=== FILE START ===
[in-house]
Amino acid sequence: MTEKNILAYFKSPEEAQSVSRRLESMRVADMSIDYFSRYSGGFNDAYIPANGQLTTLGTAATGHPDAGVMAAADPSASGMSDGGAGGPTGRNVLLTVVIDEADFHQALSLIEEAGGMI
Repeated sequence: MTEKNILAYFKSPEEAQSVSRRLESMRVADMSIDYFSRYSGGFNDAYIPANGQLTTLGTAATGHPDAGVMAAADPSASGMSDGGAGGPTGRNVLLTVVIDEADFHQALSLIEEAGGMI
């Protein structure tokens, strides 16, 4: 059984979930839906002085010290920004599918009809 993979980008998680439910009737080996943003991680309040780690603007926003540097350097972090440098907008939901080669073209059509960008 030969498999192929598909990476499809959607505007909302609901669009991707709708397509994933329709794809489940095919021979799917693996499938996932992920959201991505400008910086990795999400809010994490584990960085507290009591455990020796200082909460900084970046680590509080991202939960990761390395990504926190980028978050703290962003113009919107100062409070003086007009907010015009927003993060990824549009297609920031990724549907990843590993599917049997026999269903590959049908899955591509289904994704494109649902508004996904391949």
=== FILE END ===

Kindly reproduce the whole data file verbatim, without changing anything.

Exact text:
[in-house]
Amino acid sequence: MTEKNILAYFKSPEEAQSVSRRLESMRVADMSIDYFSRYSGGFNDAYIPANGQLTTLGTAATGHPDAGVMAAADPSASGMSDGGAGGPTGRNVLLTVVIDEADFHQALSLIEEAGGMI
Repeated sequence: MTEKNILAYFKSPEEAQSVSRRLESMRVADMSIDYFSRYSGGFNDAYIPANGQLTTLGTAATGHPDAGVMAAADPSASGMSDGGAGGPTGRNVLLTVVIDEADFHQALSLIEEAGGMI
């Protein structure tokens, strides 16, 4: 059984979930839906002085010290920004599918009809 993979980008998680439910009737080996943003991680309040780690603007926003540097350097972090440098907008939901080669073209059509960008 030969498999192929598909990476499809959607505007909302609901669009991707709708397509994933329709794809489940095919021979799917693996499938996932992920959201991505400008910086990795999400809010994490584990960085507290009591455990020796200082909460900084970046680590509080991202939960990761390395990504926190980028978050703290962003113009919107100062409070003086007009907010015009927003993060990824549009297609920031990724549907990843590993599917049997026999269903590959049908899955591509289904994704494109649902508004996904391949």